AMOLED… It’s one of two displays commonly used on smartphones, the other being IPS LCD. AMOLED is an acronym for Active Matrix Organic Light-Emitting Diode.
The Active Matrix in the display refer to the use of a TFT (thin-film-transistor) and a capacitor to attach themselves to the Red, Green and Blue lighting.
The Organic part of the display refers to the fact that AMOLED displays use organic materials that are placed between two conductors in each diode
The LED part of the display refers to the Red, Green and Blue lights that are arranged in clusters to create a single pixel.
So there you have it, the simple explanation of what AMOLED is and how it functions. Basically, it uses organic materials placed between a TFT to create light and a single pixel.
But… you may have heard terms like POLED, SAMOLED, and recently, Fluid AMOLED that was used by OnePlus in their OnePlus 7 Pro. What are these and how are they different to the “common” AMOLED?
Let’s start with SAMOLED
SAMOLED, or Super AMOLED, is a marketing term by Samsung to refer to their AMOLED displays; similar to how Apple calls their AMOLED display “Super Retina Display”. According to Samsung, instead of having a layer that recognises the touch on top of the screen, this layer is integrated within the screen itself.
According to their website SAMOLED has a contrast ratio of 100,000:1, making their displays have high contrast ratios and adjust to any environment to any viewing angle.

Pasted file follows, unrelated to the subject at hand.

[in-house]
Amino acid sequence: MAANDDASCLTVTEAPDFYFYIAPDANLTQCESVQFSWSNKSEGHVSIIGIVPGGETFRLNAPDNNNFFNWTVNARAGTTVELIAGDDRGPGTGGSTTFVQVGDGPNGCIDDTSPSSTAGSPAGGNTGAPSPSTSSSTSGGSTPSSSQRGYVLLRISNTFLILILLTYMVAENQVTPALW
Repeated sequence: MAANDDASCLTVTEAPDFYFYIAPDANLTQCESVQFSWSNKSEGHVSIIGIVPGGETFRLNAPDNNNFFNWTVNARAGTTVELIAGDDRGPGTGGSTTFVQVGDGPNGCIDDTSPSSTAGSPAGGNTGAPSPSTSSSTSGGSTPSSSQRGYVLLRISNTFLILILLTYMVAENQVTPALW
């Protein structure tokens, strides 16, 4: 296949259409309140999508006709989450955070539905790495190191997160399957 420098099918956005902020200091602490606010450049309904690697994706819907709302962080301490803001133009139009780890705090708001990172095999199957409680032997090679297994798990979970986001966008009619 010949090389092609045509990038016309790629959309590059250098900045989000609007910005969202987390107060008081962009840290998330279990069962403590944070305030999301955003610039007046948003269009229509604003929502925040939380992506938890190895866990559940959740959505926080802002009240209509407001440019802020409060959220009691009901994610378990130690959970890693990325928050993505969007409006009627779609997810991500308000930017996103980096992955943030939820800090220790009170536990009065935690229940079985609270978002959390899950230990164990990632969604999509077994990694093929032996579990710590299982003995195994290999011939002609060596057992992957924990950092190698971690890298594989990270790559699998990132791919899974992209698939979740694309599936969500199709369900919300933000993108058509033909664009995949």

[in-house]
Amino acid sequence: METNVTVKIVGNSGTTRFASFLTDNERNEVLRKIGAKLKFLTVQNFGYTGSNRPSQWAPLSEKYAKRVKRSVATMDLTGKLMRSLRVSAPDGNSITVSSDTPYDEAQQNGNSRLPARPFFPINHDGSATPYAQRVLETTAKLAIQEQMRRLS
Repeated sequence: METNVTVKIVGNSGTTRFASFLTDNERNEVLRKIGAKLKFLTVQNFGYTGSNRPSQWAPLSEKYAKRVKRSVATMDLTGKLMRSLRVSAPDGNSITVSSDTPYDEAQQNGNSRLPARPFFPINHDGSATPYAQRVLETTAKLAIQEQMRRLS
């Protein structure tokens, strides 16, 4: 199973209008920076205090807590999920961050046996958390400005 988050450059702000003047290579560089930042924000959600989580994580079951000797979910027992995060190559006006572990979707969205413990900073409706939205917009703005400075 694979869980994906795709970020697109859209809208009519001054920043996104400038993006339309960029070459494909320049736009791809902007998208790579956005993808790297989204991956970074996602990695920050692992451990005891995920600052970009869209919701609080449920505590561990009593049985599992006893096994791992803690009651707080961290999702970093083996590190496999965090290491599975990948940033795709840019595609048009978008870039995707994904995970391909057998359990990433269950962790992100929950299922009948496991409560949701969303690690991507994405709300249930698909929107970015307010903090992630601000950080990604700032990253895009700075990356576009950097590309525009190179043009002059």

SAMOLED also has a lot of synonymous terms, including Full HD SAMOLED, SAMOLED Advanced and SAMOLED Plus. These are just minor upgrades to the SAMOLED with better contrast, colour accuracy and/or viewing angles and does not actually improve AMOLED performance.
P-OLED (Plastic OLED) uses a Plastic Substrate rather than glass. The use of plastic gives it more flexibility to form into other shapes, and that plastic is much more cost-effective than glass.
Multiple types of plastics have been tried on P-OLED. Ranging from polyethylene terephthalate (PET) and polyethylene naphthalate (PEN). However, this depends on the type of TFT technology used, as companies would need to either lower down the manufacturing temperature of the display, or use stronger plastics that could withstand hot temperatures.
The most prominent manufacturer of P-OLED is LG, and is almost always used on their high end or flagship devices, such as the LG V60 Thinq.
However, Samsung also seems to use plastic for their SAMOLED displays in order to curve them, it’s just that Samsung still refers to it as SAMOLED, while LG prefers to it as P-OLED
Super Retina Display
You may have heard of the term “Retina Display” whenever Apple advertises their phones. Now, did you observe that no one else uses the term? That is because the term “Retina” is exclusive for iPhones.
Last September 2012, Apple trademark the term “Retina” when referring to displays. That means “Retina Display” is a brand name from Apple to refer to their displays.
Super Retina displays are the same concept, except that they are AMOLED instead of IPS LCD. The current iteration of the iPhone uses what Apple calls “Super Retina XDR”, which has high dynamic range.
A new challenger approaches! The challenger goes by the name Fluid AMOLED.
Fluid AMOLED is a marketing term made by OnePlus to refer to their QHD display found on the OnePlus 7 Pro. This display also has 90hz refresh rate and is only found on the OnePlus 7 Pro.
Essentially, it is a modified version of SAMOLED with sprinkles and sparkles all over it.
Recently, the Fluid Display makes its second appearance, on the OnePlus 9 series. It is more or less the same thing as the OnePlus 7 Pro except that the refresh rate is 120Hz and is based on LTPO instead of LTPS, which means, the refresh rates adjust based on your touches on the display.